Screen capture of the Atlas of the Lagoon, showing geo-referenced astronaut photograph ISS023-E-13766 with a portion of the canal system (bright blue) added as an additional layer. The base image is an orthophoto mosaic (image created from a series of geometrically corrected images). Note that the site is currently only available in Italian. (NASA)
View large image The City of Venice, Italy, is known for its architecture, history, romance, and, of course, the canals that serve as major thoroughfares through the urban area. The canals and bridges are the human overprint on the Lagoon of Venice, a marshy body of water along the Adriatic Sea that contains the 117 islands upon which the city is built. In addition to forming the base of the city of Venice, the Lagoon is a critical part of the Mediterranean wetlands ecosystem, recognized by international treaty as a Ramsar site.
Like many coastal regions, the Lagoon of Venice, together with the city of Venice and the environmentally sensitive wetlands, is subsiding into the Adriatic Sea, creating flood risks for Venice and major damage to the wetlands. Careful mapping of the Lagoon is critical to mitigating damage to the people and environment.
In 2010, astronaut photographs of the Lagoon taken from the International Space Station caught the eye of Dr. Alessandro Mulazzani, an environmental consultant working with the Atlante della laguna ( Atlas of the Lagoon) project. The Atlas is a web-based Geographic Information System (GIS) that provides a wealth of information on the climate, ecosystem, hydrology, and human impacts to the Lagoon. Mulazzani characterized the value of high-resolution astronaut photography to the Atlas: "These photographs are very useful for us to provide an up-to-date view of this unique environment, the Lagoon of Venice, especially for general public and students…"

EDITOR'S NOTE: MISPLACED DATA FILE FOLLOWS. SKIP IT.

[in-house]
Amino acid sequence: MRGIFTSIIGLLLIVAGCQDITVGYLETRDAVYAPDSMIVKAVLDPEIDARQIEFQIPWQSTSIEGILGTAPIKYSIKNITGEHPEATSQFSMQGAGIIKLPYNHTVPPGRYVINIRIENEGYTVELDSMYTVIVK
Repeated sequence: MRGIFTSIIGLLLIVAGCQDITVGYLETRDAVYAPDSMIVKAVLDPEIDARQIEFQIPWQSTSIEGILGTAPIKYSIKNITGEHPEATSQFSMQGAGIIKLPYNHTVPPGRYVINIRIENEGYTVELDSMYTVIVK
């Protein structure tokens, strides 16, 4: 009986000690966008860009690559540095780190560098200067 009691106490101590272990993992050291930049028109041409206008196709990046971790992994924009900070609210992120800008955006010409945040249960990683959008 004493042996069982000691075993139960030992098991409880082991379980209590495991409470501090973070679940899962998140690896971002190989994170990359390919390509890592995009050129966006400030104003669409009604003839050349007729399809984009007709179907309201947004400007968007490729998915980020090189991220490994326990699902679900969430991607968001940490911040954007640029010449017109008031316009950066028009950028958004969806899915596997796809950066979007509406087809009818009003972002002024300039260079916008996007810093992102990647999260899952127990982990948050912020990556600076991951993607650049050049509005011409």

This interest developed into an ongoing collaboration with the Crew Earth Observations, or CEO, team at NASA's Johnson Space Center and resulted in the Lagoon of Venice becoming an official CEO site for continued astronaut photography. The CEO team uses the most up-to-date station orbital information to predict when particular ground sites will be visible to the crew. These target predictions are then screened for adequate lighting, acceptable degrees of cloud cover, and the availability of the crew to take imagery. Ground sites that pass through these various filters are provided to the station crew members as targets for imaging using the cameras aboard the station. Following successful acquisition of imagery for a requested target, the images are cataloged and added to the Gateway to Astronaut Photography of Earth online database and become freely available to the international public. For formal collaborations, such as the Lagoon of Venice, notification of new imagery can also be sent to designed investigators.
The use of handheld digital camera imagery from the station can help fill the gaps in time series of robotic satellite data as well as provide imagery taken from different viewing perspectives and ground resolutions. This broad range of performance is a unique advantage of the station as a remote sensing platform and particularly highlights the advantage of having a human-operated remote sensing capability in addition to the more traditional autonomous systems. In the case of the Lagoon of Venice, having human eyes watching for unexpected opportunities to collect data may help ensure the health of this wetland for generations to come.
William L. Stefanov
Science Applications, Research and Development Department, Jacobs
NASA, Johnson Space Center